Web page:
Okeke is out for the rest of the NCAA tournament, as he’s scheduled to have surgery early this week. It’s hard to say if Okeke will be in Minneapolis if he’s scheduled for an operation, but the Tigers have used the injured forward to give them an emotional lift.

Auburn advances to first Final Four with overtime win over Kentucky

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Auburn advanced to the first Final Four in program history with a 77-71 overtime win over No. 2 seed Kentucky on Sunday afternoon in the Midwest Region.

Trailing by five at halftime, the Tigers started the second half on a 12-2 run to take their first lead of the game before a back-and-forth battle ensued the rest of the way. Bryce Brown got hot to keep Auburn in the game with a flurry of second-half points as he almost single-handedly led the Tigers back in the game with 24 points. After going scoreless the first eight minutes, Brown and junior guard Jared Harper (26 points) took over as they combined to score 50 points. Both guards got going after the slow start as Auburn won thanks to the potent duo taking over. After a flurry of three-pointers to score 97 points to beat No. 1 seed North Carolina on Friday, the Wildcats held Auburn to only 7-for-23 three-point shooting on Sunday.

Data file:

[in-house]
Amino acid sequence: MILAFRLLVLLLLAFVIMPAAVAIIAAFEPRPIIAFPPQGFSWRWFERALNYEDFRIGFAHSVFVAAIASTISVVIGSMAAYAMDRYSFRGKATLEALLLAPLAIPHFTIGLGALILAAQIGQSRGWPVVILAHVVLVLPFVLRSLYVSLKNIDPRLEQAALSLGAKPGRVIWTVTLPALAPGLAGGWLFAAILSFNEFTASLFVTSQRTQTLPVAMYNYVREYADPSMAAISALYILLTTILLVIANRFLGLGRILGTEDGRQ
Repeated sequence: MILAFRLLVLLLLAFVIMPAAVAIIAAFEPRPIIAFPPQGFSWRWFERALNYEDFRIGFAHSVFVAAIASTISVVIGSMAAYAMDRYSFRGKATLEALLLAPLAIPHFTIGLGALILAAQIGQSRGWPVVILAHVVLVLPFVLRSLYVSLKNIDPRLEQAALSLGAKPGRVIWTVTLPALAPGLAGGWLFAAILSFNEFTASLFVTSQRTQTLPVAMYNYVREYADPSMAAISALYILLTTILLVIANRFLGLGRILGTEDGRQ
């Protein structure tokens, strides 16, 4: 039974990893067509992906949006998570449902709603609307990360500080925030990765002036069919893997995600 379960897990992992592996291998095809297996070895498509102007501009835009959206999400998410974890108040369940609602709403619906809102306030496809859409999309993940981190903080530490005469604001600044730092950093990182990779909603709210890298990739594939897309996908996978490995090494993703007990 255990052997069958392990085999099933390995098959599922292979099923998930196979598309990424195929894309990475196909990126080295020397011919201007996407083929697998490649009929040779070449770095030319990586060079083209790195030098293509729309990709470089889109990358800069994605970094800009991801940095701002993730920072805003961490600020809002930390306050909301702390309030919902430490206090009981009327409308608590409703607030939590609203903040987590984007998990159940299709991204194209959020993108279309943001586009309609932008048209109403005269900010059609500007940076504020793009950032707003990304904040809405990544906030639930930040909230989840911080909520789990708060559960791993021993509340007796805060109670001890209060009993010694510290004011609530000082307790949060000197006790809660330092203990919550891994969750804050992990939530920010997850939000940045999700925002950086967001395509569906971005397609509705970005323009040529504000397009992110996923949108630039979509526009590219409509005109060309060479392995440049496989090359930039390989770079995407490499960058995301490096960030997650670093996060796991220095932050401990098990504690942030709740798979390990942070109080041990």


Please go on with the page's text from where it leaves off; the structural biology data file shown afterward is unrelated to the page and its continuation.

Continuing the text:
Playing without starting forward Chuma Okeke (torn ACL suffered in Friday’s win), an emotional Auburn was led by its potent perimeter with other players chipping in on both ends. Brown got whatever look he wanted with step-back elbow jumpers while Harper did significant damage going to the rim late in regulation and overtime. Anfernee McLemore also chipped in eight points and five rebounds for the Tigers.

A No. 5 seed, Auburn advances to face No. 1 seed Virginia in next Saturday’s Final Four in Minneapolis. Although the Tigers (30-9) are missing Okeke at this point in the season, they are still a very dangerous team thanks to their balance and potent scoring from the perimeter.